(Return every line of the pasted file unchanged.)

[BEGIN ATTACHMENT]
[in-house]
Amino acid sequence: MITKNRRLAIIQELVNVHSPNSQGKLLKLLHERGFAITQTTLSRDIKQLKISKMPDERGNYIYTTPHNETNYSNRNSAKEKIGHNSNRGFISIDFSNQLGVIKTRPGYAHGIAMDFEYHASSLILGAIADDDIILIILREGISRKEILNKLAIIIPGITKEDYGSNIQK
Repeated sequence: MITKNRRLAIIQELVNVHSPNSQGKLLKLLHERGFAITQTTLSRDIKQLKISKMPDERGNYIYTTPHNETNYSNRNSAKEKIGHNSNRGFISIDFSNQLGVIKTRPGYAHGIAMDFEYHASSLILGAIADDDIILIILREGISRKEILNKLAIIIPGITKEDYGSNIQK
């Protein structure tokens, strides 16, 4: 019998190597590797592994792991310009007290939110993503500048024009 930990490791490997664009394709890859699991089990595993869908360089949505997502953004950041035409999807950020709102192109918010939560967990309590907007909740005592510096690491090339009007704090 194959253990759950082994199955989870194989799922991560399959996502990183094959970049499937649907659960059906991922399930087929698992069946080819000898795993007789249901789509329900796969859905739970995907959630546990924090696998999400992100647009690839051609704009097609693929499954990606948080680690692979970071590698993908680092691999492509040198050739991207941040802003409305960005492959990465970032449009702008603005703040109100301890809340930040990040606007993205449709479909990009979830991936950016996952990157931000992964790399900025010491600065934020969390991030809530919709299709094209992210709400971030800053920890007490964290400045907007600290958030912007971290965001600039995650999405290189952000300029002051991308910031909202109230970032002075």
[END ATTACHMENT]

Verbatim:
[in-house]
Amino acid sequence: MITKNRRLAIIQELVNVHSPNSQGKLLKLLHERGFAITQTTLSRDIKQLKISKMPDERGNYIYTTPHNETNYSNRNSAKEKIGHNSNRGFISIDFSNQLGVIKTRPGYAHGIAMDFEYHASSLILGAIADDDIILIILREGISRKEILNKLAIIIPGITKEDYGSNIQK
Repeated sequence: MITKNRRLAIIQELVNVHSPNSQGKLLKLLHERGFAITQTTLSRDIKQLKISKMPDERGNYIYTTPHNETNYSNRNSAKEKIGHNSNRGFISIDFSNQLGVIKTRPGYAHGIAMDFEYHASSLILGAIADDDIILIILREGISRKEILNKLAIIIPGITKEDYGSNIQK
């Protein structure tokens, strides 16, 4: 019998190597590797592994792991310009007290939110993503500048024009 930990490791490997664009394709890859699991089990595993869908360089949505997502953004950041035409999807950020709102192109918010939560967990309590907007909740005592510096690491090339009007704090 194959253990759950082994199955989870194989799922991560399959996502990183094959970049499937649907659960059906991922399930087929698992069946080819000898795993007789249901789509329900796969859905739970995907959630546990924090696998999400992100647009690839051609704009097609693929499954990606948080680690692979970071590698993908680092691999492509040198050739991207941040802003409305960005492959990465970032449009702008603005703040109100301890809340930040990040606007993205449709479909990009979830991936950016996952990157931000992964790399900025010491600065934020969390991030809530919709299709094209992210709400971030800053920890007490964290400045907007600290958030912007971290965001600039995650999405290189952000300029002051991308910031909202109230970032002075």